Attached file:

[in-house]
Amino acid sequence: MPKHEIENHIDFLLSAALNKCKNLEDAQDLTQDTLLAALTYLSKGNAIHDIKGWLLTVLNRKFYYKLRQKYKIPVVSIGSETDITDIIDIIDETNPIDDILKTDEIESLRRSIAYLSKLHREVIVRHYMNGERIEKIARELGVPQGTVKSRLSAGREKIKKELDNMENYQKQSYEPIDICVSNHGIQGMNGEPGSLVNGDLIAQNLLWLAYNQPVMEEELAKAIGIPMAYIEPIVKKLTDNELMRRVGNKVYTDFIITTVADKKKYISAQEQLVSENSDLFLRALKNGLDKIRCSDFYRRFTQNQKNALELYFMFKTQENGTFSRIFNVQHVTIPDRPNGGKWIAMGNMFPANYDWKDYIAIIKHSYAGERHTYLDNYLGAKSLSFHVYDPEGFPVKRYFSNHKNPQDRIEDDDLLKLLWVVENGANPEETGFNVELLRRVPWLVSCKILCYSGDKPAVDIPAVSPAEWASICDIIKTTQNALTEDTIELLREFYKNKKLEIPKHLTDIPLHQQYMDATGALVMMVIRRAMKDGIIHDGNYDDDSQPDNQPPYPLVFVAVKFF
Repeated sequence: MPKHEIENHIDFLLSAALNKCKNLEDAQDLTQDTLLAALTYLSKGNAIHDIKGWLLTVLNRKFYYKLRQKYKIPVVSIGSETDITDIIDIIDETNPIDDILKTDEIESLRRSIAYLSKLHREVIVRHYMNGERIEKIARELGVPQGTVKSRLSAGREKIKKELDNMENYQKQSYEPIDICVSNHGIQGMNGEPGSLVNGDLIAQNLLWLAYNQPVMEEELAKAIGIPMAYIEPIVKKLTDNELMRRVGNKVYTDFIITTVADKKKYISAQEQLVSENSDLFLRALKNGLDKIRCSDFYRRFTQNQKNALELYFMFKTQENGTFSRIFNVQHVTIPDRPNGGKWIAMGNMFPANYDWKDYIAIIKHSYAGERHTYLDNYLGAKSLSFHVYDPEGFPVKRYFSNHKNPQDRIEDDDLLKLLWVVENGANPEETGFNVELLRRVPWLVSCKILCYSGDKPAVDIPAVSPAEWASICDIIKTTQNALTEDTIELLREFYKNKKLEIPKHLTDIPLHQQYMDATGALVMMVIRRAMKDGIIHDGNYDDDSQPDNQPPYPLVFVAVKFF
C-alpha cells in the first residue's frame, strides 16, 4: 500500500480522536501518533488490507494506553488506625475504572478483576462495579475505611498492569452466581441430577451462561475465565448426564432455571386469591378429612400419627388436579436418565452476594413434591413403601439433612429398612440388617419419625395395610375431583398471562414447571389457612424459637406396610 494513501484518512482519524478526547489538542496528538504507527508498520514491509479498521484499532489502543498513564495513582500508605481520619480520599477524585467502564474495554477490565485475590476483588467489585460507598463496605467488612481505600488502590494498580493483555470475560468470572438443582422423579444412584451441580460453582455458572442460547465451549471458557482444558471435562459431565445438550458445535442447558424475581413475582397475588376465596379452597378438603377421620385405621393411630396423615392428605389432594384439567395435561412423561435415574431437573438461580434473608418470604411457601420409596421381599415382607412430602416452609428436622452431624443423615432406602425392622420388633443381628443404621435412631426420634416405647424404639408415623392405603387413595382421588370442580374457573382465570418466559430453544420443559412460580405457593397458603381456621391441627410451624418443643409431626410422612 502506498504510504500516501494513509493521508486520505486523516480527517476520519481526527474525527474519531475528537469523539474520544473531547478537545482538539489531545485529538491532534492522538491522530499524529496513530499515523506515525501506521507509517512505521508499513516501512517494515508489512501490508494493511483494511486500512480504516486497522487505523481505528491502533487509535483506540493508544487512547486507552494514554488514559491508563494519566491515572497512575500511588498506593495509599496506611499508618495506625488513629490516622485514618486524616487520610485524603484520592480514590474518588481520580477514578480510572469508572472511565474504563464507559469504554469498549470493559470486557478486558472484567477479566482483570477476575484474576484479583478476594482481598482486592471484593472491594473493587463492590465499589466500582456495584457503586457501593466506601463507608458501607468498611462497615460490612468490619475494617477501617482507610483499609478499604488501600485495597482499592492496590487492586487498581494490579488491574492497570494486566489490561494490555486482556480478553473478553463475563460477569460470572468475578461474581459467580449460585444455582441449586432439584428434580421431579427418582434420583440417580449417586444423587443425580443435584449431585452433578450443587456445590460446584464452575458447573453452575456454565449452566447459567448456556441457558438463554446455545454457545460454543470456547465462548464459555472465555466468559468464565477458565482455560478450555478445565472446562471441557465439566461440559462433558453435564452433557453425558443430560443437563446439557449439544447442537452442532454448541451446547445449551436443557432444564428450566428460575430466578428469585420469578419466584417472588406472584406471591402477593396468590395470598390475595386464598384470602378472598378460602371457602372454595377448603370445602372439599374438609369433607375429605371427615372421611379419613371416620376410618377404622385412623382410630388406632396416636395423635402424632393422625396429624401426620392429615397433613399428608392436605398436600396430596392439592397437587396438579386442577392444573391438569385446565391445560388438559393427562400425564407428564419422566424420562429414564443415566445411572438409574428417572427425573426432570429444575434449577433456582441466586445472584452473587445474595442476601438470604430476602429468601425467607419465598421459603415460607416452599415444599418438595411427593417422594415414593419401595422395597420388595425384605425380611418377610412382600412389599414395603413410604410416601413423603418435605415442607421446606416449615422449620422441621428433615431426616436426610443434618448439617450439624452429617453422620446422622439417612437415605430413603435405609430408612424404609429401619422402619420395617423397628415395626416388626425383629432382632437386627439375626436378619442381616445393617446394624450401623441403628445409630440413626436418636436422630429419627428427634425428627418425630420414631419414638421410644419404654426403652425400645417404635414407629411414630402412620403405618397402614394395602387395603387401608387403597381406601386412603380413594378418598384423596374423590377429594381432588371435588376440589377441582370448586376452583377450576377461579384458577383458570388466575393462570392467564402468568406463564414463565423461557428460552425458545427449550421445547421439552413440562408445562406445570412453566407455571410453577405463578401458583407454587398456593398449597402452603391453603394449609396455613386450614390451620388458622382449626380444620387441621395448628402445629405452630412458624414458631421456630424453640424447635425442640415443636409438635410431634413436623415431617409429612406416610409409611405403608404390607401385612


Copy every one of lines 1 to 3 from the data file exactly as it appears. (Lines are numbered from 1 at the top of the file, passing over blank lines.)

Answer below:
[in-house]
Amino acid sequence: MPKHEIENHIDFLLSAALNKCKNLEDAQDLTQDTLLAALTYLSKGNAIHDIKGWLLTVLNRKFYYKLRQKYKIPVVSIGSETDITDIIDIIDETNPIDDILKTDEIESLRRSIAYLSKLHREVIVRHYMNGERIEKIARELGVPQGTVKSRLSAGREKIKKELDNMENYQKQSYEPIDICVSNHGIQGMNGEPGSLVNGDLIAQNLLWLAYNQPVMEEELAKAIGIPMAYIEPIVKKLTDNELMRRVGNKVYTDFIITTVADKKKYISAQEQLVSENSDLFLRALKNGLDKIRCSDFYRRFTQNQKNALELYFMFKTQENGTFSRIFNVQHVTIPDRPNGGKWIAMGNMFPANYDWKDYIAIIKHSYAGERHTYLDNYLGAKSLSFHVYDPEGFPVKRYFSNHKNPQDRIEDDDLLKLLWVVENGANPEETGFNVELLRRVPWLVSCKILCYSGDKPAVDIPAVSPAEWASICDIIKTTQNALTEDTIELLREFYKNKKLEIPKHLTDIPLHQQYMDATGALVMMVIRRAMKDGIIHDGNYDDDSQPDNQPPYPLVFVAVKFF
Repeated sequence: MPKHEIENHIDFLLSAALNKCKNLEDAQDLTQDTLLAALTYLSKGNAIHDIKGWLLTVLNRKFYYKLRQKYKIPVVSIGSETDITDIIDIIDETNPIDDILKTDEIESLRRSIAYLSKLHREVIVRHYMNGERIEKIARELGVPQGTVKSRLSAGREKIKKELDNMENYQKQSYEPIDICVSNHGIQGMNGEPGSLVNGDLIAQNLLWLAYNQPVMEEELAKAIGIPMAYIEPIVKKLTDNELMRRVGNKVYTDFIITTVADKKKYISAQEQLVSENSDLFLRALKNGLDKIRCSDFYRRFTQNQKNALELYFMFKTQENGTFSRIFNVQHVTIPDRPNGGKWIAMGNMFPANYDWKDYIAIIKHSYAGERHTYLDNYLGAKSLSFHVYDPEGFPVKRYFSNHKNPQDRIEDDDLLKLLWVVENGANPEETGFNVELLRRVPWLVSCKILCYSGDKPAVDIPAVSPAEWASICDIIKTTQNALTEDTIELLREFYKNKKLEIPKHLTDIPLHQQYMDATGALVMMVIRRAMKDGIIHDGNYDDDSQPDNQPPYPLVFVAVKFF